If I was to explain Zeno's paradoxes to a layperson, I'd start with the Zeno's Flat Screen TV Paradox. It is very practical: most have firsthand experience in real-life application of this deeply philosophical problem each time we shop for something.

That's just too much choice! (pic taken here). Thankfully, ancient Greek philosophers are to the rescue.

Imagine you come to a store, and see two TVs: a cheaper 30 inch one for $500, and a more expensive 50 inch one for $1000; otherwise the TVs are identical. Which one would you buy?

Zeno's Flat Screen TV paradox states that the only rational choice would be to buy a 50'' TV. Here's the proof.

Imagine you buy a 30'' TV instead. You bring it home, unpack it, start watching your favorite show, and a salesman knocks on your door. "Hey, I see your TV is only 30'' long," he says. "Would you like to upgrade to a 31'' TV for just 25 bucks?"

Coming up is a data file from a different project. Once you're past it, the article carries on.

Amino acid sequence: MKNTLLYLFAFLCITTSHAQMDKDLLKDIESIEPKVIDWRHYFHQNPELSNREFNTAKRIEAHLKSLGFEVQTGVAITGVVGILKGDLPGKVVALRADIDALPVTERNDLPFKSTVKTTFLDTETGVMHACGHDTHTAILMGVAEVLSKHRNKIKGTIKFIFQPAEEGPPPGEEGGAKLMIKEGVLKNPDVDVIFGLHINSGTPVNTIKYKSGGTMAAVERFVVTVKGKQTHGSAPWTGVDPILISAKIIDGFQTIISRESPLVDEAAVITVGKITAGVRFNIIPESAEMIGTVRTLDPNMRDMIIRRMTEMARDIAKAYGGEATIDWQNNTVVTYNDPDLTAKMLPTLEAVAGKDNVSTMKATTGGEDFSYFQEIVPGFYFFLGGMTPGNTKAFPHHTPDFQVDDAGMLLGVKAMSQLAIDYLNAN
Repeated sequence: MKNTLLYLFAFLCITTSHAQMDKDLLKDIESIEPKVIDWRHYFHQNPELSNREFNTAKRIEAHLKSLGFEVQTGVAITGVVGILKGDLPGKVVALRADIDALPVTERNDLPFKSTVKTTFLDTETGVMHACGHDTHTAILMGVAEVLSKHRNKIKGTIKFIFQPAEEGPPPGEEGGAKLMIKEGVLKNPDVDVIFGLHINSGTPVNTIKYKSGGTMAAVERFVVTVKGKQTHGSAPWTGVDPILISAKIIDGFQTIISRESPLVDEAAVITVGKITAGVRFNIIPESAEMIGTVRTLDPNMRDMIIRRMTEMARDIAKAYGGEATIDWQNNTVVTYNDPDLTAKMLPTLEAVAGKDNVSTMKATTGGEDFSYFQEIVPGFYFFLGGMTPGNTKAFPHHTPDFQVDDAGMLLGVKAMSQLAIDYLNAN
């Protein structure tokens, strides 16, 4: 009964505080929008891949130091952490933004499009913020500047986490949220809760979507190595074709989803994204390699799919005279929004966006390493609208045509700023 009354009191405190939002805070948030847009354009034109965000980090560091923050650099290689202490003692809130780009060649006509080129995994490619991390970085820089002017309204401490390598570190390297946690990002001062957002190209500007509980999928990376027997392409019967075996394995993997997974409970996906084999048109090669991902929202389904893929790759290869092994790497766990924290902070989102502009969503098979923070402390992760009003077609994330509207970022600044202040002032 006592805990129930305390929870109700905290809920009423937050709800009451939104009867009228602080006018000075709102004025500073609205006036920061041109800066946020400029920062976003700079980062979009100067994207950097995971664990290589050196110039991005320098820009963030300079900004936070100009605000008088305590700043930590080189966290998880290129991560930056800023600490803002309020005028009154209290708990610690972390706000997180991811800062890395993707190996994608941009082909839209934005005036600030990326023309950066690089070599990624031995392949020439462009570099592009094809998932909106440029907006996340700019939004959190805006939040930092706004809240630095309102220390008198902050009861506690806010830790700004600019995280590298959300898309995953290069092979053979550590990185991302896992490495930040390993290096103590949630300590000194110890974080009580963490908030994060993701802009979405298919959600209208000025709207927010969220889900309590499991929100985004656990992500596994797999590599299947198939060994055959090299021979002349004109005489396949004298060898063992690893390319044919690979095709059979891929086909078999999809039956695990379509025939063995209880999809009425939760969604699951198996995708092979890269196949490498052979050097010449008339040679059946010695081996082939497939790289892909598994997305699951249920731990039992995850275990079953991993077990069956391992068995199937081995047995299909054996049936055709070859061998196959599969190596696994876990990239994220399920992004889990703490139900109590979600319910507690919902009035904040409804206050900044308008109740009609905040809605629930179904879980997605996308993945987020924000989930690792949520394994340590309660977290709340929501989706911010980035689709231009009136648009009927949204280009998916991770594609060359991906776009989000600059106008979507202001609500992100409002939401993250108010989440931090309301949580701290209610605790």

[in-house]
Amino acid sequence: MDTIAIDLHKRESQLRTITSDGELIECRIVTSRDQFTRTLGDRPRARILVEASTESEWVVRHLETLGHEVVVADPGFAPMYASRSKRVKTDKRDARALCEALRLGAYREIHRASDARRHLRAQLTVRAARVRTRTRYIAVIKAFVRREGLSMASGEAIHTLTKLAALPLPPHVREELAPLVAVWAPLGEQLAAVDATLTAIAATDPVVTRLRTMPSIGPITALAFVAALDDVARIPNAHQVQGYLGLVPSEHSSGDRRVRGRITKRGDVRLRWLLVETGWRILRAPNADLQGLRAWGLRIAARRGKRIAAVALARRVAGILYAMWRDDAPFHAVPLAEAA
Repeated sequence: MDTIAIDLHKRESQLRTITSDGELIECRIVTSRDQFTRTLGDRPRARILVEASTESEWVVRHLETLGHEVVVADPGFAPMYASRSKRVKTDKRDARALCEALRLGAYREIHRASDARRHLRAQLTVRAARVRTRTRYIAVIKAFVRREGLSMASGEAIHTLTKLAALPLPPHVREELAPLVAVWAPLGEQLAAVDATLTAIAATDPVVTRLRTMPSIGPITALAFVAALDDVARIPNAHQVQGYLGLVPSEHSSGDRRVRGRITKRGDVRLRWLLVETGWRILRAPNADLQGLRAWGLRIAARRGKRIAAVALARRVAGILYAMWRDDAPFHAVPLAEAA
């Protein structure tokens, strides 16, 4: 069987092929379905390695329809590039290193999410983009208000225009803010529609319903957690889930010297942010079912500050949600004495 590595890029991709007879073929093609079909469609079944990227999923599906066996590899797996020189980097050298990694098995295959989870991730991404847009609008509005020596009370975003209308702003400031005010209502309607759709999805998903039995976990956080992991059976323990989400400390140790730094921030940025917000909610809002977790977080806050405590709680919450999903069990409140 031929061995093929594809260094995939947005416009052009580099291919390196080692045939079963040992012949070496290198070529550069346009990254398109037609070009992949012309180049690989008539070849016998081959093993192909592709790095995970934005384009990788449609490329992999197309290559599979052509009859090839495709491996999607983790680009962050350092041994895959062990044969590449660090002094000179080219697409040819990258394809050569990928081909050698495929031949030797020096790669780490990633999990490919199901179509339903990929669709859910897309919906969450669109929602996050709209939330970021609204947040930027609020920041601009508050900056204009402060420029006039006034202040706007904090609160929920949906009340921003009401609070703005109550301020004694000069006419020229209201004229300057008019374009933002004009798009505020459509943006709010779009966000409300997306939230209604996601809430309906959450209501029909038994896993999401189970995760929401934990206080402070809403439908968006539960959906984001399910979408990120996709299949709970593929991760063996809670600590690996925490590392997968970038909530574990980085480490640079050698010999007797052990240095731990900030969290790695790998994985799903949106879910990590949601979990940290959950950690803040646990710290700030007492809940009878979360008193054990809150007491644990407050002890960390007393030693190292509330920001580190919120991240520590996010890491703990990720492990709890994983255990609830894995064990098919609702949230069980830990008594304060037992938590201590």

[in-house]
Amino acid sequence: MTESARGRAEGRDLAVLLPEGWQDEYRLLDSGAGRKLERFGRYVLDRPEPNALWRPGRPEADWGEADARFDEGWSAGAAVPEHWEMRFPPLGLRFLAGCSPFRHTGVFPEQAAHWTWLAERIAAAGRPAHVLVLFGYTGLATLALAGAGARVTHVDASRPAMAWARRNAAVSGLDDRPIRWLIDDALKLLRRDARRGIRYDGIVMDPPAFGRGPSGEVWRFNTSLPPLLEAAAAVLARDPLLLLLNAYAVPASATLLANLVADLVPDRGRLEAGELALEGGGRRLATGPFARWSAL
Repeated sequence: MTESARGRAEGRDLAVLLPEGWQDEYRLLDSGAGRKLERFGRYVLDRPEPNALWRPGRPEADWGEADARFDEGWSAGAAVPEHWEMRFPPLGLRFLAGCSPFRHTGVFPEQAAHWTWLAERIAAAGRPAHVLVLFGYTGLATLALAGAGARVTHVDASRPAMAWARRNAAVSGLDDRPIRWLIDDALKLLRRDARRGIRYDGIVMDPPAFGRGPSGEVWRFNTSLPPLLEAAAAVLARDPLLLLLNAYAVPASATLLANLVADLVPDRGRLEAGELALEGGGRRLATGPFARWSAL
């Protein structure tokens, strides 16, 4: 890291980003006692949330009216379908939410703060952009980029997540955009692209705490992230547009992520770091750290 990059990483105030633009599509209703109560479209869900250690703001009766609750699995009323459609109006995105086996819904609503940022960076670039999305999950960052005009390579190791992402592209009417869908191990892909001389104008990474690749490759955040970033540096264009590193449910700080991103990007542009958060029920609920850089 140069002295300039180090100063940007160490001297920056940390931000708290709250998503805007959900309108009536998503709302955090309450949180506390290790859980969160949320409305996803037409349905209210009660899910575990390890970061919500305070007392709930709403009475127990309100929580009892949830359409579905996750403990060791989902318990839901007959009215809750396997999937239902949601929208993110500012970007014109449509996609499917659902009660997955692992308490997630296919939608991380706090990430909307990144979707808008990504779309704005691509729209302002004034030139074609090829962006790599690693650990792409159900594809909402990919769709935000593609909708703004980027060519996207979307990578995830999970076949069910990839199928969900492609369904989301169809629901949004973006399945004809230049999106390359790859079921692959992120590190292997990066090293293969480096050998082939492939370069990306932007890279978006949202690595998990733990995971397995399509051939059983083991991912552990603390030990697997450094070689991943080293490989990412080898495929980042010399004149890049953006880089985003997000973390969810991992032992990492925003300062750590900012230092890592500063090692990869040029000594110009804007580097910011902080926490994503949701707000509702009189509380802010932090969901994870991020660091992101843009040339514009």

Well, 25 bucks isn't that much. It's like a half tank of gas, two cinema tickets, or a cab ride across the city. For that price, you permanently get one inch of screen diagonal! Only a fool wouldn't agree. You seal the deal, the salesman takes your old TV, and installs a new one, and you enjoy your 31 inch LED flat screen.

A moment later, a salesman knocks onto your door and asks if you'd like to increase a diagonal of your TV for 1 inch at only a $25 price. This is as good of a deal as the previous one, Even better: as the diagonal length increases, you get more screen space per inch for the same price! You seal the deal, and get a 32 inch TV. But before you even install it, a salesman knocks onto your door with a great offer...

This repeats until you end up paying $500 + 20*$25 = $1000 for a 50'' inch TV set--just as you could have done at the store in the first place. Since you got it as a series of increasingly lucrative deals, there is no sense to buy a 30'' one, and you should definitely go for a thousand dollar 50''. Which means that, a choice of a 30'' TV is never optimal.

Quot Erat Demonstrandum.

Note that it's sensible to manufacture smaller TVs in smaller quantities, because the comparison with a smaller screen is the gist of the paradox. Meanwhile, people have been buying 30'' televisions over and over, while this is completely irrational! And that's the Zeno's Flatscreen TV Paradox.